Michelle Obama’s Twitter account, with the latest redesign. (Twitter)

Facebook wants to be Twitter, Twitter wants to be Facebook, and users want both platforms to please, for the love of God, stay the way they are.

Twitter Tuesday announced a major profile redesign that will, among other things, display a distinctly Facebook-ian full-width banner photo and let users “pin” their best tweets to the top of the page. The new profiles also include information, such as when the user joined Twitter and what his or her most-engaged tweets are.

So far, only a select handful of movie stars, musicians and French TV hosts (?) have the new design. But there’s already an undercurrent of grumbling audible on Twitter — you know, that usual mix of annoyance and knowing indignation that accompanies every. single. redesign. ever.

That people resist change on the Internet is not particularly surprising. People resist change everywhere; it’s kind of an inevitable hiccup of human nature.

But complaints about change on social networks have an extra tang of irony. For one thing, this has all happened before, and we have all been perfectly fine. The Twitter you use in 2014 looks nothing like the original Twitter. (And good thing, too, because that Twitter is hideous.)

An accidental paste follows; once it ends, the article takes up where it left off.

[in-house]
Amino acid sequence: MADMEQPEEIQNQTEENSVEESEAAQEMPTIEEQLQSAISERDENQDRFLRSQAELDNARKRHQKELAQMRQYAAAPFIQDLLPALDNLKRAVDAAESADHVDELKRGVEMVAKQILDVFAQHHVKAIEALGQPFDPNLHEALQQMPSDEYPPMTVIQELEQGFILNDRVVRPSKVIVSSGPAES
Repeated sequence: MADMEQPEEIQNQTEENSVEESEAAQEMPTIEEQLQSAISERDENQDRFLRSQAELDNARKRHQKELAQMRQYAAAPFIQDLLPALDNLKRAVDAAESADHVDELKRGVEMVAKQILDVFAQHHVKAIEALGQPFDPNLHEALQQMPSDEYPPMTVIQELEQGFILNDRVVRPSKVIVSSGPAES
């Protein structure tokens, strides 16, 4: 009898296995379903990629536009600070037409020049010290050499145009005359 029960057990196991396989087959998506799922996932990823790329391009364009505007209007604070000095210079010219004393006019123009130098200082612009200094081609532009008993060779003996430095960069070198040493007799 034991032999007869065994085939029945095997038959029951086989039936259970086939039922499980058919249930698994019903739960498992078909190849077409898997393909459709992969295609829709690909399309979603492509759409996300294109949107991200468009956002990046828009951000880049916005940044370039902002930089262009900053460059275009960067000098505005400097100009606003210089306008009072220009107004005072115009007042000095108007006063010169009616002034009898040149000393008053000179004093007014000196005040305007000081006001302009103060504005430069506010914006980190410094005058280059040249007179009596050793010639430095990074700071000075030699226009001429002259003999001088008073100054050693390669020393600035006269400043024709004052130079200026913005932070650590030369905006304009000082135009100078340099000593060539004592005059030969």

A screenshot of Twitter from November 2006. (Ian Forrester/Flickr)

On top of that, the Internet is hypothetically a place that embraces change. Our most tired buzzwords — “innovation,” “early adopters” — are loaded with it. The whole ethic of the Internet (young, hip, weird, grass roots) is set up in opposition to the opposition of change. Twitter itself churns — that is, changes! — every millisecond.

A screenshot of Twitter in July 2007. (Imelda/Flickr)

And yet! The Twitter redesign shocks and appalls. Maybe that’s because we’re all secretly traditionalists at heart. Or maybe it’s because the only thing Twitter likes more than change … is indignation.